26 * The brain controls everything in the body. * The brain is made of more than 10 billion nerves! * The brain is divided into three parts and is protected by the skull.

27 * The Brain has three main parts… 1. The Cerebrum 2. The Cerebellum 3. The Brain Stem

28 * The Cerebrum is the largest part of the brain. 1. The cerebrum controls your thinking. 2. The cerebrum controls your memory. 3. The cerebrum controls your speaking. 4. The cerebrum controls your movement and identifies the information gathered by your sense organs.


30 * The cerebellum is below and to the back of the cerebrum. 1. The cerebellum controls you balance. 2. The cerebellum controls your posture.


32 * The Brain Stem connects the brain to the spinal cord. * The nerves in the brain stem control your heartbeat, breathing, and blood pressure.


34 * The vertebrae are the many bones that protect the nerves in the spinal cord.


36 * The Outer Nervous System’s job is to connect the Central Nervous System to the rest of the body. * The outer nervous system carries messages between the central nervous system and the rest of the body.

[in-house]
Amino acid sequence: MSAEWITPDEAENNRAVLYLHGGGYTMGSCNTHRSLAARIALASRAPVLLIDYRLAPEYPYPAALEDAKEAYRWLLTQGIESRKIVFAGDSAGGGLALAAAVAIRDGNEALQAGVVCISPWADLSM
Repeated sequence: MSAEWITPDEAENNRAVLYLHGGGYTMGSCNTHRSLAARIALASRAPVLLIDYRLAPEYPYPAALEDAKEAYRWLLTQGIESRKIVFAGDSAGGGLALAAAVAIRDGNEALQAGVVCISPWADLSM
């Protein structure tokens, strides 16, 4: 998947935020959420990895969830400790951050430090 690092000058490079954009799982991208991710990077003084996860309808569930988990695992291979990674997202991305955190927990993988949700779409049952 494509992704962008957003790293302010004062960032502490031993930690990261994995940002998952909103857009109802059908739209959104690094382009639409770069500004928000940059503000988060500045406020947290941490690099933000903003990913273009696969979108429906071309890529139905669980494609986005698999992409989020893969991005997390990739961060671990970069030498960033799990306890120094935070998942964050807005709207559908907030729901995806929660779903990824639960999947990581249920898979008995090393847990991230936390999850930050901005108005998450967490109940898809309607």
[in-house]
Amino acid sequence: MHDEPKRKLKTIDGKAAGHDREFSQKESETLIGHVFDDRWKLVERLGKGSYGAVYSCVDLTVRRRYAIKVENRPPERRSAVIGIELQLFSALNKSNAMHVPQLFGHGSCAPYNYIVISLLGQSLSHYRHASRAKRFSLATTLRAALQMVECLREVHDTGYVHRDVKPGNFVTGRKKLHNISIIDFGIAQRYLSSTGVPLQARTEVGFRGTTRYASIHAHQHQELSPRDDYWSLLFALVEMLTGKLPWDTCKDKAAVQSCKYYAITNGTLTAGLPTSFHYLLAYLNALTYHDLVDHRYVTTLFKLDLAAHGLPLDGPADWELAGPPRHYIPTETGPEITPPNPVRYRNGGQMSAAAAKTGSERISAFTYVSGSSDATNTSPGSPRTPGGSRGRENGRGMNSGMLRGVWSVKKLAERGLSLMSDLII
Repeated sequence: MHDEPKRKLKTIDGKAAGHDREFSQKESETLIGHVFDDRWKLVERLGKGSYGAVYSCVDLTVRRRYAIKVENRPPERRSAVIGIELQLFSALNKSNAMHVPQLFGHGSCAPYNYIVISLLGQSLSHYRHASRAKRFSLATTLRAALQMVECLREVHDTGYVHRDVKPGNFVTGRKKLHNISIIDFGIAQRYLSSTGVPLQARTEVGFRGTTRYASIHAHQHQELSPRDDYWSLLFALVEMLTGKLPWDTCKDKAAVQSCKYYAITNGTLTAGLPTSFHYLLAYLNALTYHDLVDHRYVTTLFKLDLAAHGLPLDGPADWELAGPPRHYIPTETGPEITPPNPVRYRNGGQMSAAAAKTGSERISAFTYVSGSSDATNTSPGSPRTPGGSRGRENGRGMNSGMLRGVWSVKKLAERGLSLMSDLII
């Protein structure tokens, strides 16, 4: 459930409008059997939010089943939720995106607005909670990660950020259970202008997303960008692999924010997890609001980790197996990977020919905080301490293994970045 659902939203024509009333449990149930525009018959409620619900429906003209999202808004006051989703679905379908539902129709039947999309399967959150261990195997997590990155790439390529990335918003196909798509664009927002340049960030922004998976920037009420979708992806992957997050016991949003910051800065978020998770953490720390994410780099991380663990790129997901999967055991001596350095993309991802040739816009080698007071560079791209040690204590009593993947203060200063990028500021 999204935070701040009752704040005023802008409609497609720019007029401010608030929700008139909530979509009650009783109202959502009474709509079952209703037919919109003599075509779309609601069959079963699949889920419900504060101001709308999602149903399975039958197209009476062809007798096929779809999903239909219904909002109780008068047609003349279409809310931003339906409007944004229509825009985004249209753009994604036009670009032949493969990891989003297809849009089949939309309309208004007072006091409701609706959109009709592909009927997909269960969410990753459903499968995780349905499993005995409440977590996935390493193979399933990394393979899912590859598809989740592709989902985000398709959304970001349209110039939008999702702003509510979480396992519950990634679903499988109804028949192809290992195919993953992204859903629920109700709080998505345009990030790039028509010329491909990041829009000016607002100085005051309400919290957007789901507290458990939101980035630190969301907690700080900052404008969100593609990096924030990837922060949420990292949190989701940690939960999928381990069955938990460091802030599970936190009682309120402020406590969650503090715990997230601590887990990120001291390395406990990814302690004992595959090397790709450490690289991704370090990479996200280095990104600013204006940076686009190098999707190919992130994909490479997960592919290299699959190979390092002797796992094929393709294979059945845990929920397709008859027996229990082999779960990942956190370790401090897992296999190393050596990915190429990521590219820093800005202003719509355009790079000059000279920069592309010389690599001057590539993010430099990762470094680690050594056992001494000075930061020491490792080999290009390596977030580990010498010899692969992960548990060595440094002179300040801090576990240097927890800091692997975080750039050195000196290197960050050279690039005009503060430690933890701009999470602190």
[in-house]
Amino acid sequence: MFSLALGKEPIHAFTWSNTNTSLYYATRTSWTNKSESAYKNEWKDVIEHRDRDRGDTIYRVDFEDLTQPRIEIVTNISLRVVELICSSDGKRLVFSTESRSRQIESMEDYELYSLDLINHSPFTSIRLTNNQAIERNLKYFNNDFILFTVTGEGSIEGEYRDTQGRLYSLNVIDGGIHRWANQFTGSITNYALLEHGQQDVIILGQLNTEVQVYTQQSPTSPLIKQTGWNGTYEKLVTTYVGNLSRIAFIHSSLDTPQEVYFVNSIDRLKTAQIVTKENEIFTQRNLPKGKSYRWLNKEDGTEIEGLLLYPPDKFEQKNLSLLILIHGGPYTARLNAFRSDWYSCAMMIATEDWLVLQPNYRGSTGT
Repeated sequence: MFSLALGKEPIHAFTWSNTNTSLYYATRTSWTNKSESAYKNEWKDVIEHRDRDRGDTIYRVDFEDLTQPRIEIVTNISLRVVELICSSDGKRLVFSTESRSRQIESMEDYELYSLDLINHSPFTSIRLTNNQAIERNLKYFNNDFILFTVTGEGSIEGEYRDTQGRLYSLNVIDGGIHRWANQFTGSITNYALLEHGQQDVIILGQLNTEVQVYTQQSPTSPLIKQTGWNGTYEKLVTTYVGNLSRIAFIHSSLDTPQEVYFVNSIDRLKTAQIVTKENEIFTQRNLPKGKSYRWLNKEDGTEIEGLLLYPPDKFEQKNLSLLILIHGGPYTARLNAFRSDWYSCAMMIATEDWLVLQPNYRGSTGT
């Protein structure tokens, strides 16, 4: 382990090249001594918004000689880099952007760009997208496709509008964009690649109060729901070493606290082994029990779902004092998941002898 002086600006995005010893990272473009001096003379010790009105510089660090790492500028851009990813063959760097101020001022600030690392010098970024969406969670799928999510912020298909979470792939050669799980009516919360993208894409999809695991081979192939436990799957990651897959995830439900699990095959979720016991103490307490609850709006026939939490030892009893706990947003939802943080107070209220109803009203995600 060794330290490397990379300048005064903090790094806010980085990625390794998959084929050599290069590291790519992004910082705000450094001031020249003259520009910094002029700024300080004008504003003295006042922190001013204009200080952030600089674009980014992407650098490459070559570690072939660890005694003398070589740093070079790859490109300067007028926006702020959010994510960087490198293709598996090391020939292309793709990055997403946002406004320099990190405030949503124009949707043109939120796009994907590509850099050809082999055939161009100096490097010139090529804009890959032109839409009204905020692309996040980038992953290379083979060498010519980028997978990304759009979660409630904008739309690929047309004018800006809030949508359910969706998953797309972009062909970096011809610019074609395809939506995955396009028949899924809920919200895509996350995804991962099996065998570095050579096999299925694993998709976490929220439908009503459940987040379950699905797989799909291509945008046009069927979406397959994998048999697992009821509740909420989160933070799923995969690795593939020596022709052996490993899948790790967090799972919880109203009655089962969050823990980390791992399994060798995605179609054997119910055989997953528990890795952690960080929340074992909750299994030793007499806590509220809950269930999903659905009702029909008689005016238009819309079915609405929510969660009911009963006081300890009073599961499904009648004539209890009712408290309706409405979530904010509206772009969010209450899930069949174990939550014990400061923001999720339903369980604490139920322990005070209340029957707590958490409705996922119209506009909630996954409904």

37 * The peripheral nervous system is made of the nerves and the sense organs. Ear Eye Skin Nerves Tongue

38 * An automatic reaction that happens without thinking about it. * A reflex happens quickly in less than a second.


40 * The outer nervous system controls the body’s activities that you don’t think about. * The outer nervous system controls activities in your small intestine, your breathing, and your heartbeat. controls


42 Sense organs carry messages about the environment to the central nervous system.